Monday, August 17, 2009

Women's Clothing not for Ladies Anymore

Finding modest clothing increasingly difficult for women, and mothers shopping for teen girls. Employers, churches and schools vary in response to revealing clothing, from persuasion to mandatory dress codes.

-- From "Fashionable vs. modest apparel becomes an issue in Colorado" by Claire Trageser and Electa Draper, The Denver Post 8/17/09

. . . at Denver Advertising, a Christian-based agency . . . Mike Lash, the agency's director, said the woman [employee] would often wear cropped or low-cut shirts and too- short skirts. Lash had another female employee suggest clothing that might be more appropriate.

"Revealing clothing can be distracting and can send the wrong message," Lash said. "We don't want a client that wants us for our breast size."

Finding fashionable and modest clothing can be difficult for everyone from preteens to middle-aged women.

. . . said Mark Huebner, 27, the head of Motive Branding, a small marketing agency in Denver . . . "I'm not going to tell you what you can and can't wear, but don't make me have to send you home," he said.

At Denver Public Schools, the rules are a little stricter.

Antwan Wilson, the instructional superintendent of DPS and former principal at Montbello High School, said he was the first to implement a high school uniform three years ago. Student dress had become a distracting topic of conversations with parents.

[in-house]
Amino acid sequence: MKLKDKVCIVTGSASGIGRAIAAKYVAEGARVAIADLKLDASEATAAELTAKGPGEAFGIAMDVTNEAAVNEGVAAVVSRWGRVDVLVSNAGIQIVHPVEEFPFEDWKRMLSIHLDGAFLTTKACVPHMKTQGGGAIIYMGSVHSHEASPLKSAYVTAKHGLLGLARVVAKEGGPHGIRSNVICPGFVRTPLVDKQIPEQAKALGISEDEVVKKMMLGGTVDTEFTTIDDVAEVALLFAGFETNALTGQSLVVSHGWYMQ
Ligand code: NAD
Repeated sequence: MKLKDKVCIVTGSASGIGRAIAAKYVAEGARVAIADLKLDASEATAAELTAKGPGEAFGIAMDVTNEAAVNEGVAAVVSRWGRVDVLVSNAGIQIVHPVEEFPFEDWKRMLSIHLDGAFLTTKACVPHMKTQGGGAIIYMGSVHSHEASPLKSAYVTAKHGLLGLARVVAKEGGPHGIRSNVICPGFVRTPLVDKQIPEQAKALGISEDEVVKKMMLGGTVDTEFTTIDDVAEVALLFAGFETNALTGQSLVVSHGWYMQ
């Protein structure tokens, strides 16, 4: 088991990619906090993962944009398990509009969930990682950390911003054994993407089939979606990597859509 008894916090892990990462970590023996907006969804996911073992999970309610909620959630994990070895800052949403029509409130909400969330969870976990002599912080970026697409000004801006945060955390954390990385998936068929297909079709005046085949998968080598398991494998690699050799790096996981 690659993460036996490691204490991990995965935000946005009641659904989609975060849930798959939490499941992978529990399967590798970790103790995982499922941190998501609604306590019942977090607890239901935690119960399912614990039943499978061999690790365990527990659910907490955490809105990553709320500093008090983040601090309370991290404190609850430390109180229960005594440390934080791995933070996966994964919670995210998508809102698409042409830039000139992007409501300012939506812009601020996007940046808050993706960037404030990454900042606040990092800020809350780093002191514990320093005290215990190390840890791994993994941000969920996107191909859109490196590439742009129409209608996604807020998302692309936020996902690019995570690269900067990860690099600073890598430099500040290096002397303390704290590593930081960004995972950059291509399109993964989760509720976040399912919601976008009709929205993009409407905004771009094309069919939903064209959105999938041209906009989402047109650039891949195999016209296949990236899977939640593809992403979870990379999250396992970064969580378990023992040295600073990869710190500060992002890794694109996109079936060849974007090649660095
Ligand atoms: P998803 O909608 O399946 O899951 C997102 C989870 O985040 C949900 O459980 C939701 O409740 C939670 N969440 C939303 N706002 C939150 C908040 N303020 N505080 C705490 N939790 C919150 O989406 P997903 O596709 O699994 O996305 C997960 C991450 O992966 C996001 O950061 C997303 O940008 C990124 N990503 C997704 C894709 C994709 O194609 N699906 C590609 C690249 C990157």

The district has minimum dress standards, and each high school can make them more stringent.

During the June 14 Evening Mass at the Cathedral Basilica of the Immaculate Conception, Denver Archbishop Charles Chaput used his homily to address the topic.

"I think the Lord is always displeased if we dress immodestly," Chaput said. "We should be modest in our dress everywhere, especially in church."

Sallie Hurley of Englewood, a former fashion designer, fought back against the trend toward revealing clothes.

Hurley's complaints are echoed by other consumers who are part of the "modesty movement," a backlash, perhaps evident earlier among faith- based groups but spreading in recent years to the wider secular society.

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